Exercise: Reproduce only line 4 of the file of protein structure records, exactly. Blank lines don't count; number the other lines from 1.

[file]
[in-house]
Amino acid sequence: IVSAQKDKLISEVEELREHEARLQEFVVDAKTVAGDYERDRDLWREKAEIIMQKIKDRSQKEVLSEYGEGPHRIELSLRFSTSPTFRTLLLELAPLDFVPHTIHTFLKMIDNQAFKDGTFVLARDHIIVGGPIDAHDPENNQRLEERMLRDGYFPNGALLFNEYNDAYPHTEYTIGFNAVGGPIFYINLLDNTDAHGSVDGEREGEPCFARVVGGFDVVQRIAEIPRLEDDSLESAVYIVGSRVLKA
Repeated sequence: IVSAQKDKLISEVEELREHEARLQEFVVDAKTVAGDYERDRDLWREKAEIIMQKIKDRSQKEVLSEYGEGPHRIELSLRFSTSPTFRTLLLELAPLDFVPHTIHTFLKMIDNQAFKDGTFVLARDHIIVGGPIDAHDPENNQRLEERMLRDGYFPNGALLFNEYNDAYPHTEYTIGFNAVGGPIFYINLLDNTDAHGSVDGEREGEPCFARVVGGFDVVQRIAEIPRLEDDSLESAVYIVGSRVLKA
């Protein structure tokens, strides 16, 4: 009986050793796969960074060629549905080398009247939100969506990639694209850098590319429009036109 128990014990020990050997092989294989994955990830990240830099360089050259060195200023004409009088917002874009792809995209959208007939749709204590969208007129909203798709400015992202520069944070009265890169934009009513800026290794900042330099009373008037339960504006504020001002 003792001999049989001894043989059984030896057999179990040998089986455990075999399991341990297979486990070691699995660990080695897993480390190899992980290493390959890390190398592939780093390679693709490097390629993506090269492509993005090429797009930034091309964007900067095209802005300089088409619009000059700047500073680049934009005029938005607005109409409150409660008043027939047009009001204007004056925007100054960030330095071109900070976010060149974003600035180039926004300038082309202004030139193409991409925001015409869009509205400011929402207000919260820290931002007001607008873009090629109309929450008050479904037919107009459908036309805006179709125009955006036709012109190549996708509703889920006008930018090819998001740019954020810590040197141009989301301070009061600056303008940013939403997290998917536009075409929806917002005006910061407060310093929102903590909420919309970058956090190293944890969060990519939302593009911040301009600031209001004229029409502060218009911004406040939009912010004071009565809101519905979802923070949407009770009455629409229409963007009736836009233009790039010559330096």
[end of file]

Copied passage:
């Protein structure tokens, strides 16, 4: 009986050793796969960074060629549905080398009247939100969506990639694209850098590319429009036109 128990014990020990050997092989294989994955990830990240830099360089050259060195200023004409009088917002874009792809995209959208007939749709204590969208007129909203798709400015992202520069944070009265890169934009009513800026290794900042330099009373008037339960504006504020001002 003792001999049989001894043989059984030896057999179990040998089986455990075999399991341990297979486990070691699995660990080695897993480390190899992980290493390959890390190398592939780093390679693709490097390629993506090269492509993005090429797009930034091309964007900067095209802005300089088409619009000059700047500073680049934009005029938005607005109409409150409660008043027939047009009001204007004056925007100054960030330095071109900070976010060149974003600035180039926004300038082309202004030139193409991409925001015409869009509205400011929402207000919260820290931002007001607008873009090629109309929450008050479904037919107009459908036309805006179709125009955006036709012109190549996708509703889920006008930018090819998001740019954020810590040197141009989301301070009061600056303008940013939403997290998917536009075409929806917002005006910061407060310093929102903590909420919309970058956090190293944890969060990519939302593009911040301009600031209001004229029409502060218009911004406040939009912010004071009565809101519905979802923070949407009770009455629409229409963007009736836009233009790039010559330096």